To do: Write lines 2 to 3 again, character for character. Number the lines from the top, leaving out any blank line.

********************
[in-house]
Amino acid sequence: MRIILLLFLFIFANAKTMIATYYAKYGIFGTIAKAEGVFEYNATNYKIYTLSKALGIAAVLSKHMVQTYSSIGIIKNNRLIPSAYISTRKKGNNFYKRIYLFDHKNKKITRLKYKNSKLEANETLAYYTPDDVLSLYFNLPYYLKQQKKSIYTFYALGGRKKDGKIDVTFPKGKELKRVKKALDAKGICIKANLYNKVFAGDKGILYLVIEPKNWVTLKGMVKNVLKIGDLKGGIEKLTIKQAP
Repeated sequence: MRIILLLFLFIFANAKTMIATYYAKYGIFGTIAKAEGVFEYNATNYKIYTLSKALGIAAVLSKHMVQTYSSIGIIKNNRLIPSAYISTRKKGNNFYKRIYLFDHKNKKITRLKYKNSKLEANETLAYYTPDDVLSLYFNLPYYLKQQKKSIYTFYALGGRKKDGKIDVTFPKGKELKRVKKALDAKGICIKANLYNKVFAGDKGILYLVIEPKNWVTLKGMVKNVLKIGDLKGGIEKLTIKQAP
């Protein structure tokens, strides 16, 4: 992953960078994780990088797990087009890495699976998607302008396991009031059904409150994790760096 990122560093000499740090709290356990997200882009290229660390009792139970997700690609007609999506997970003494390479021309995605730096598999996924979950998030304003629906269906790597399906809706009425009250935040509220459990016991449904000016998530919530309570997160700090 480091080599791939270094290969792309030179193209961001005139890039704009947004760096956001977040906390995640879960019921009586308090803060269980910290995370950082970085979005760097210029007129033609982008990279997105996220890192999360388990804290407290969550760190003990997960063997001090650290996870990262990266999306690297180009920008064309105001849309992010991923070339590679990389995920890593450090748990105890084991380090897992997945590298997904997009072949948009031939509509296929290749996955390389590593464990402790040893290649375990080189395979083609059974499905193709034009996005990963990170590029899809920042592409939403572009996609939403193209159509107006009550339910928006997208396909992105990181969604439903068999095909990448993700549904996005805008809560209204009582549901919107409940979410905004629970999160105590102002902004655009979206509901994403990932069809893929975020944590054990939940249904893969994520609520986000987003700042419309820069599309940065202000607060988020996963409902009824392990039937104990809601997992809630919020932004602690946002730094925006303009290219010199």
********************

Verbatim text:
Amino acid sequence: MRIILLLFLFIFANAKTMIATYYAKYGIFGTIAKAEGVFEYNATNYKIYTLSKALGIAAVLSKHMVQTYSSIGIIKNNRLIPSAYISTRKKGNNFYKRIYLFDHKNKKITRLKYKNSKLEANETLAYYTPDDVLSLYFNLPYYLKQQKKSIYTFYALGGRKKDGKIDVTFPKGKELKRVKKALDAKGICIKANLYNKVFAGDKGILYLVIEPKNWVTLKGMVKNVLKIGDLKGGIEKLTIKQAP
Repeated sequence: MRIILLLFLFIFANAKTMIATYYAKYGIFGTIAKAEGVFEYNATNYKIYTLSKALGIAAVLSKHMVQTYSSIGIIKNNRLIPSAYISTRKKGNNFYKRIYLFDHKNKKITRLKYKNSKLEANETLAYYTPDDVLSLYFNLPYYLKQQKKSIYTFYALGGRKKDGKIDVTFPKGKELKRVKKALDAKGICIKANLYNKVFAGDKGILYLVIEPKNWVTLKGMVKNVLKIGDLKGGIEKLTIKQAP